When bank buildings are older than the latest affiliation, look for redundancies (on a grand Lutyens bank building in the City a discarded name – THE MIDLAND BANK – is still carved into the rusticated stonework by the entrance, while the red and white diapers of HSBC are hung out to catch the eye) and palimpsests (in Fleet Street you can still read ‘National Westminster’ on the granite, under the perkier ‘Natwest’). Badging is, of course, much cheaper and easier to apply than a deeper architectural identity. You can put a badge on any structure, and take it away painlessly, if expensively (the re-signing of a large corporation costs millions). But when a characteristic building becomes redundant – take the little Lutyens Midland Bank in the corner of the churchyard of St James’s Piccadilly – it is, like a dismissed servant who still wears your livery, a reminder of other, more solid days, even if pale patches where signs were are the only direct evidence of lost rank.
Because a corporate badge or logo has become the norm, the older signals – from the architecture itself or from integrated words – seem to need re-emphasis. So the new Somerset House logo, a little purple and white plaque, now hits you at eye-level as you turn in below Chambers’s entrance from the Strand. The finest and most assured entrance in London (although, I admit, one easy to miss) is thus given the equivalent of those designer labels which are placed on the outside of a piece of clothing.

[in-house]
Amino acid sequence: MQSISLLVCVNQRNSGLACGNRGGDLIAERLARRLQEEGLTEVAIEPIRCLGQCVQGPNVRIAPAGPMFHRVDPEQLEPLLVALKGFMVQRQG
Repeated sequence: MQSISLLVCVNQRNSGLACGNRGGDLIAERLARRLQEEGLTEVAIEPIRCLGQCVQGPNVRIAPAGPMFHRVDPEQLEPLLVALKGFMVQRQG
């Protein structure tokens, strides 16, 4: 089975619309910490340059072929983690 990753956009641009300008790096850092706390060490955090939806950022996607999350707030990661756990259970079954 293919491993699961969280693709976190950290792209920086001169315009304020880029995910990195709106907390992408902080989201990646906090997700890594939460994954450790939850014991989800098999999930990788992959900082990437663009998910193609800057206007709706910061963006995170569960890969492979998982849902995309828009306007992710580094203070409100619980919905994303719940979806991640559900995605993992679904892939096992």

There are, though, still buildings which have no words on them at all. The clubhouses of Pall Mall and St James’s, for example, where the stranger invited to lunch at the Travellers must ask which it is, or remember that it is 106 Pall Mall and stands between the stucco one (the Athenaeum) and the bigger Florentine palazzo (the Reform). You can tell that the RAC, on the same street, is not a club for gentlemen because it has a whopping great flag outside. The next step up from this assumed domestic status is collegiate identity. Most of the staircase entrances of the Inns of Court have lists of names painted by a sign-writer – as do (or did) those of Oxbridge colleges. But now that typeset signs are so easily produced, handmade one-offness is becoming rare – the latest fashion in the Middle Temple seems to be to have the names printed on a sheet of milky-green glass. Sign-writing may in the end become an amateur craft, one which distinguishes the independent sandwich bar from Starbucks.